If you attempt to bleed a warm radiator, you may:
- Experience boiling water spurting out of the bleed valve
- Ruin the effectiveness of the bleeding process, as your unit’s contents won’t be settled completely
While you wait, you should do two things:
Assemble Your Supplies
To complete the bleeding process, you will need the following supplies:
- A radiator key: A radiator key will help you open and close the bleed valve. Some modern radiators have valves that you can loosen and tighten with an ordinary flathead screwdriver. However, you should try to find the original key that came with your radiator. This device will give you more control over how you close and open the valve.
- A cloth: You will hold this cloth as you turn the radiator key. It will help you get a good grip and prevent your hand from slipping.
- A container: You will use this container to catch any water that leaks from an old radiator.
- Several old towels: You will place these towels on the floor around your unit to protect your carpet from water leaks as you work.
Plan Your Route
It’s common practice to bleed the radiators on the ground floor first. Start with the ones that are furthest away from your home’s boiler. Then, you can proceed to the ones on your home’s second and third floors.
Step 5: Locate & Loosen the Bleed Valve
Once your radiator has completely cooled down, locate the bleed valve. On most units, this valve should be on top (either the left or right side). It looks like a round hole with a small square inside of it.
This valve is where you will be releasing all of the air and excess water. To keep the mess to a minimum, lay your old towels on your floor and set up your container.
At this point, you will loosen the bleed screw. Place the radiator key into the square portion of the bleed valve. If you are using a screwdriver, position the blade into the groove.
Grip your key or screwdriver with your cloth and turn the bleed screw counterclockwise. Only perform half of a turn to let the air escape. You will hear a hissing sound as air makes its way out.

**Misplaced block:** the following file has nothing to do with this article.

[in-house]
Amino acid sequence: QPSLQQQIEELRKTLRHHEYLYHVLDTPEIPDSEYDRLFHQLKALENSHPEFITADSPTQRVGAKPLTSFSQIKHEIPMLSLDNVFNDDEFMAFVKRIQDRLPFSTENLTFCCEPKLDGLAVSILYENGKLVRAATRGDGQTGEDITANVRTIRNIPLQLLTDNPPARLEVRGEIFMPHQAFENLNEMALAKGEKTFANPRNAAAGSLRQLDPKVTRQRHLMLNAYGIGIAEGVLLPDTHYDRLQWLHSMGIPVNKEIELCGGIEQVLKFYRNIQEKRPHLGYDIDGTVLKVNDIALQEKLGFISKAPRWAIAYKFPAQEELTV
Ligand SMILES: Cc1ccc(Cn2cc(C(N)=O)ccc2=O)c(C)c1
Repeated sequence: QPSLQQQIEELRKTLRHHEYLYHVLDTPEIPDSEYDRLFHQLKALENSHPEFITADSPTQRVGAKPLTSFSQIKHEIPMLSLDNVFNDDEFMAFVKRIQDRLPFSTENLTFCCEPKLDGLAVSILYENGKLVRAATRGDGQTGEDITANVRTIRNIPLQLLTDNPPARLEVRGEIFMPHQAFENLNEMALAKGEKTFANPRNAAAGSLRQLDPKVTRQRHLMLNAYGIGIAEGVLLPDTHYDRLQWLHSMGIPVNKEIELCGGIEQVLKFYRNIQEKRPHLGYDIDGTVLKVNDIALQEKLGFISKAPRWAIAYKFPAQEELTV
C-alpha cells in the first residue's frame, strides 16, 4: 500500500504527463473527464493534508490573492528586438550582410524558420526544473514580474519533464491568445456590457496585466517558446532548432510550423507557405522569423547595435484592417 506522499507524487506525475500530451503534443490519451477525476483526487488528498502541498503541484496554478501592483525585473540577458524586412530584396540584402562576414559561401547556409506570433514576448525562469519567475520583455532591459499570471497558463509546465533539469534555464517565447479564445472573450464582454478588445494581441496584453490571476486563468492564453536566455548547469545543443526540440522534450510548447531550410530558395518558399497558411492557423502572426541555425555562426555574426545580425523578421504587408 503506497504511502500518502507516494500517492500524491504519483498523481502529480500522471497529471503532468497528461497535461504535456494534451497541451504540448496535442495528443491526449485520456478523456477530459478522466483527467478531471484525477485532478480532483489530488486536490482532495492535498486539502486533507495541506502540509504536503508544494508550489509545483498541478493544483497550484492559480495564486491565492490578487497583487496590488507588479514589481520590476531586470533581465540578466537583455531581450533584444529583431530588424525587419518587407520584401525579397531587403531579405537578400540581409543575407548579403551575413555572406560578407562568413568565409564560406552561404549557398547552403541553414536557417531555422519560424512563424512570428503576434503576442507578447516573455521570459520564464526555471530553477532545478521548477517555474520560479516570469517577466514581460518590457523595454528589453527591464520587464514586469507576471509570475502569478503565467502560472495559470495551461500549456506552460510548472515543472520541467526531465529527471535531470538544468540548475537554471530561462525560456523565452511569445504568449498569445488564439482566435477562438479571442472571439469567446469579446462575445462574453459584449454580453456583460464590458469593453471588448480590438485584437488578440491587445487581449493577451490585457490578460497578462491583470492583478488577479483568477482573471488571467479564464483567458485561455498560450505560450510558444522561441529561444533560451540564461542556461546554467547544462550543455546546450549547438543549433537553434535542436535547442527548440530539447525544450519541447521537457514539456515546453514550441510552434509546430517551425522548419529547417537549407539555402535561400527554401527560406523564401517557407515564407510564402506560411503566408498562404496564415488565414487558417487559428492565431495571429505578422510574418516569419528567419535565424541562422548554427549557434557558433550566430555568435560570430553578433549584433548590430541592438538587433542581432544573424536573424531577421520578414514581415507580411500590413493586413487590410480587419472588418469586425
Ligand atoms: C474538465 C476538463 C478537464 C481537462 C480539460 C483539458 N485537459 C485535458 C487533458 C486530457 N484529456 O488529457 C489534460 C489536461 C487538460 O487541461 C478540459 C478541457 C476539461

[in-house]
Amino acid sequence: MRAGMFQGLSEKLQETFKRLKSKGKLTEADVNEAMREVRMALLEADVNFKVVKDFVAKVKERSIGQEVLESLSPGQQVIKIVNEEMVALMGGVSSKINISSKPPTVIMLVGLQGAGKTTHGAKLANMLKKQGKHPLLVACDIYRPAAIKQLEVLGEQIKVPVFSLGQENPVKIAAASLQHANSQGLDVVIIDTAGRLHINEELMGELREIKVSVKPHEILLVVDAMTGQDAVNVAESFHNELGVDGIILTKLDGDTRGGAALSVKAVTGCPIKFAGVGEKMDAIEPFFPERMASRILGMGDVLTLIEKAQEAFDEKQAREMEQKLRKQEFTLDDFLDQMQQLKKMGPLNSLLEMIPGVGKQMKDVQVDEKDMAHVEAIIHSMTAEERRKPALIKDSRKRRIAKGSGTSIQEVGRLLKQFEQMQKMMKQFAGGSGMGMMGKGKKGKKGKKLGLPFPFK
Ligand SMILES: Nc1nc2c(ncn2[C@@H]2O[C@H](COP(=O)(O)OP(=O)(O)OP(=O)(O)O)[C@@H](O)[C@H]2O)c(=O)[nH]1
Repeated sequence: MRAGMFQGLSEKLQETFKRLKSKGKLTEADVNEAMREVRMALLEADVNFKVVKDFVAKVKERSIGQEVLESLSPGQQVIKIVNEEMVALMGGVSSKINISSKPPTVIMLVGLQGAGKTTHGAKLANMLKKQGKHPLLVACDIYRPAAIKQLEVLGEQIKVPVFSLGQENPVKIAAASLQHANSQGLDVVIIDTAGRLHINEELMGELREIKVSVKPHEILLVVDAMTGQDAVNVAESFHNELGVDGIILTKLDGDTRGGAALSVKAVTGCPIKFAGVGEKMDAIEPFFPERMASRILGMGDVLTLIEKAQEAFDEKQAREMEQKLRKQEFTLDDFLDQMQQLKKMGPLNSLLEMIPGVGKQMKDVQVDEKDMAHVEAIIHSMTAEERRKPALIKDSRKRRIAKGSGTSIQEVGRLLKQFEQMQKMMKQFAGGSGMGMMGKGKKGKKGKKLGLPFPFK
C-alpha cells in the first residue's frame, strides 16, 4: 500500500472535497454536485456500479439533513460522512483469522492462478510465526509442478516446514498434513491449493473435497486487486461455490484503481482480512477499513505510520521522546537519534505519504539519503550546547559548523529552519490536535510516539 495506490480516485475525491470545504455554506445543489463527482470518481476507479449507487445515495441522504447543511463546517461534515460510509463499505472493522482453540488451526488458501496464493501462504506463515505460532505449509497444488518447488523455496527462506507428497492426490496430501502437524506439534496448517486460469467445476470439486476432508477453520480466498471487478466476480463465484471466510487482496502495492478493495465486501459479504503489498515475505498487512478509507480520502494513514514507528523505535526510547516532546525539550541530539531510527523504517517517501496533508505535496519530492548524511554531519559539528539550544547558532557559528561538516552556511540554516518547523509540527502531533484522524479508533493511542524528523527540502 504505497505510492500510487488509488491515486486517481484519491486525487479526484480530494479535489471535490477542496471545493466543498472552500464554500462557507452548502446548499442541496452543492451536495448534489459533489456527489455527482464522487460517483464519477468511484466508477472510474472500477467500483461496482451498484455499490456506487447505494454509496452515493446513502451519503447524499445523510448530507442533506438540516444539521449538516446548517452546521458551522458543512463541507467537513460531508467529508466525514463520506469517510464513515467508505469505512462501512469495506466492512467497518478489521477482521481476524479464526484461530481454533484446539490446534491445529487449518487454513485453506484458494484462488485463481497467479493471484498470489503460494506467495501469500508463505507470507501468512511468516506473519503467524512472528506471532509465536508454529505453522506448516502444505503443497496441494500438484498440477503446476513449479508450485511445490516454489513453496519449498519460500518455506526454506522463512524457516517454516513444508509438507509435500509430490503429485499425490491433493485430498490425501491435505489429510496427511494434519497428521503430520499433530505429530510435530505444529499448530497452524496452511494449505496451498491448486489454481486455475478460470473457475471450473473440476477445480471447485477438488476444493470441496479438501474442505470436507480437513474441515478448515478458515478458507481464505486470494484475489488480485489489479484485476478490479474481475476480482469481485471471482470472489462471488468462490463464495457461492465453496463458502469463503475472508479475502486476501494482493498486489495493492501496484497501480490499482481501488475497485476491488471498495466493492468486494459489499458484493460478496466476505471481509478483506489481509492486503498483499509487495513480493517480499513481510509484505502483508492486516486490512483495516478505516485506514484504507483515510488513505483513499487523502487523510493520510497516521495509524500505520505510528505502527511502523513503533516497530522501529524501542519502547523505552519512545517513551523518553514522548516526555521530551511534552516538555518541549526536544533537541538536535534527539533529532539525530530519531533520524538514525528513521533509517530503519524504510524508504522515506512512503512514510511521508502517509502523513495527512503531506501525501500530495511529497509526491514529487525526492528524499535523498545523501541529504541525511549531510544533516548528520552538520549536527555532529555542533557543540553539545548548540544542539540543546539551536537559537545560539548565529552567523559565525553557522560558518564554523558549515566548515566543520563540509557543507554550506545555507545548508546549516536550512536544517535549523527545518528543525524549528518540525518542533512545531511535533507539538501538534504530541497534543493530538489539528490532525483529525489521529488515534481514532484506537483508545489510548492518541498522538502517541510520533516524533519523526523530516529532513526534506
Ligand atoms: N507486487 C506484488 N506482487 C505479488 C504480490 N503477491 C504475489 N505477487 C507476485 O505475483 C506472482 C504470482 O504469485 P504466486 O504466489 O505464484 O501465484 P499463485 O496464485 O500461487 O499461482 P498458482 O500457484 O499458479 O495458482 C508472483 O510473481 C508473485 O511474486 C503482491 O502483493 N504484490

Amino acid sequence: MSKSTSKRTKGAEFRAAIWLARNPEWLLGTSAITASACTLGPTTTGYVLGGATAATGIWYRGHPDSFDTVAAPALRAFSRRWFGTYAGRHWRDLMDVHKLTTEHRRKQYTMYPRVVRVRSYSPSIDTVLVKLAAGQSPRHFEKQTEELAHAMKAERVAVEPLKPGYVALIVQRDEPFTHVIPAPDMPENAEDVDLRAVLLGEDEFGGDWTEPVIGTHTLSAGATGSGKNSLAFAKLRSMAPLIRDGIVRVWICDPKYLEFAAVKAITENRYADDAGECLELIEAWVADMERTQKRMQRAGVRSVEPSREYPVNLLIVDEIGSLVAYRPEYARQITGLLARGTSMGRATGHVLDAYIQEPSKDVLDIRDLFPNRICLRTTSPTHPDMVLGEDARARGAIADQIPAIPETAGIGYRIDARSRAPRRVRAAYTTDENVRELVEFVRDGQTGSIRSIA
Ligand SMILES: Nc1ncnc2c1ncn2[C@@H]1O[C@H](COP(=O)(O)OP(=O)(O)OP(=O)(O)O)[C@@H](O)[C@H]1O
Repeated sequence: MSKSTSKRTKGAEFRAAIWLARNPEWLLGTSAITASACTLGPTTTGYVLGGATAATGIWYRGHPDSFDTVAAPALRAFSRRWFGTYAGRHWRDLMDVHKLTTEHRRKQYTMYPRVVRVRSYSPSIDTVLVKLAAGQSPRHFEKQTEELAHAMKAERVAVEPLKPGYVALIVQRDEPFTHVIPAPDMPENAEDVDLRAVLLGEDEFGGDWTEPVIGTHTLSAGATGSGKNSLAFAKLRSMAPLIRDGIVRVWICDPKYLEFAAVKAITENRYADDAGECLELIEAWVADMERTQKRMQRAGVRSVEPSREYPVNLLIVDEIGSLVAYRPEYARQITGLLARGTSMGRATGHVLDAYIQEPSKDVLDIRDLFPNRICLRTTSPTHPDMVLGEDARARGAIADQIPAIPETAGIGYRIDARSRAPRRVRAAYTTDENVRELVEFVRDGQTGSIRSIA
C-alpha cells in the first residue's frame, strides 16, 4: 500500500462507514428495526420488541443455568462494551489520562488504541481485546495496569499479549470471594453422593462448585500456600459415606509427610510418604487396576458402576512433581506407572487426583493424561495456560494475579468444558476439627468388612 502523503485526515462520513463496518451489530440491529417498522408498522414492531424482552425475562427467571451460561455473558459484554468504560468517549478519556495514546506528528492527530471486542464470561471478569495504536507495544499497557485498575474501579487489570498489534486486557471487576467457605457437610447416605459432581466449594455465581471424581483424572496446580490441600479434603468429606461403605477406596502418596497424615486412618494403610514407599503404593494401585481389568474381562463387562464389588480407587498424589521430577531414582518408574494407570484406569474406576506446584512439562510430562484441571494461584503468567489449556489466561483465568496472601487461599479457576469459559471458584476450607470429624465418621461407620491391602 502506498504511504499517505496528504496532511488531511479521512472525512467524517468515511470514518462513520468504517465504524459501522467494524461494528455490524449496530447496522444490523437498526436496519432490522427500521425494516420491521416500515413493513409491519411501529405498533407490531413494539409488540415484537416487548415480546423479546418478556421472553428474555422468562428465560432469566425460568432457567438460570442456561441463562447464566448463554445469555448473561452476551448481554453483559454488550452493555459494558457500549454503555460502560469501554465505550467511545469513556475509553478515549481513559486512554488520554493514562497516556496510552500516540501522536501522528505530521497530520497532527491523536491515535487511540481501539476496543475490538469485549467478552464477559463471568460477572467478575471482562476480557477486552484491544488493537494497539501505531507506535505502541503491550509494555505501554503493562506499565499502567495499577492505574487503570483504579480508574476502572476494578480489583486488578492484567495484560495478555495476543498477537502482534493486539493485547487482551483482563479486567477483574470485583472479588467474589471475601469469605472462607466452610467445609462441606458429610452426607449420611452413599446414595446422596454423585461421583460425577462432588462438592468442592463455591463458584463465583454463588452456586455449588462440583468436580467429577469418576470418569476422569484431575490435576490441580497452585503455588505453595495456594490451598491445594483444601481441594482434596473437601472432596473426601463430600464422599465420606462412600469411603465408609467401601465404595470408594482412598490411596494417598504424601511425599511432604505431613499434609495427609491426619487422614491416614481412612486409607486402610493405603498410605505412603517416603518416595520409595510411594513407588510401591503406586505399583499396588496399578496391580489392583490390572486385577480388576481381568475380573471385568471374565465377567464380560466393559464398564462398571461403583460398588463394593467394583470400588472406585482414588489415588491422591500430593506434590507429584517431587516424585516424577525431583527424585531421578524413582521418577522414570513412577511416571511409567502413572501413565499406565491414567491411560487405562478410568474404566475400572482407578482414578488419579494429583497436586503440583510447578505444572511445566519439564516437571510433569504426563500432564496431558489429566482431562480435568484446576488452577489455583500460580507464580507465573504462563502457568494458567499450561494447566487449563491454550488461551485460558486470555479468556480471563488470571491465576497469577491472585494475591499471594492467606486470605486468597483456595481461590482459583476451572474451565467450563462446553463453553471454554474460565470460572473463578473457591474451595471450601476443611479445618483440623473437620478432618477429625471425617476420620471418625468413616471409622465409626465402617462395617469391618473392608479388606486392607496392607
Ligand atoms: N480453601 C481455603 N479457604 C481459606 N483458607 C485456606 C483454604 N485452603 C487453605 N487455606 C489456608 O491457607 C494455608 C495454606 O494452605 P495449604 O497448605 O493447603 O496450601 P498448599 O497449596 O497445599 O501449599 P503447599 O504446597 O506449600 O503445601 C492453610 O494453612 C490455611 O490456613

Do not complete a full turn, as this will cause water to violently pour out once all the air has escaped.
Step 6: Wait for the Hissing to Stop
Once all the air escapes, the hissing sound will stop. Water will begin to come out of the valve in a dribble or small jet.
At first, you may notice a sputtering mix of water and air. Wait until the valve produces a steady stream of water. At this point, all of the air will be gone.
You may have to wait anywhere between 30 seconds to a couple of minutes to fully bleed a radiator.
Step 7: Re-tighten the Bleed Valve
Position your key or screwdriver properly and turn it clockwise to re-tighten the bleed screw. Don’t turn the screw too tightly, as this may damage the valve. Wipe down excess water to prevent rusting in the future.
Repeat these steps for every radiator in your home.
Step 8: Turn Your Central Heating On Once Again
Once you bleed all of the radiators that need it, you may turn on your central heating again. Give your radiators time to heat up and ensure that they all feel warm all over. Ensure the bleed valves are not leaking.
Also check to make sure your boiler is showing an optimal heating pressure level. Industry experts recommend that a boiler’s heating pressure be around 12 to 15 psi. Bleeding a radiator may cause the pressure of your heating system to drop. If your boiler’s pressure is too low, heat won’t be able to reach some of your home’s radiators.
Bleeding a radiator is a simple DIY solution you can perform at home. As long as you follow the instructions in this guide and use caution, you should not need to call a professional. This fix is a quick one, so your unit should start working properly immediately.
If you don’t feel comfortable completing this task yourself, be sure to contact the experts at All Dry USA! Our team is fully trained to ensure your radiator is in top condition.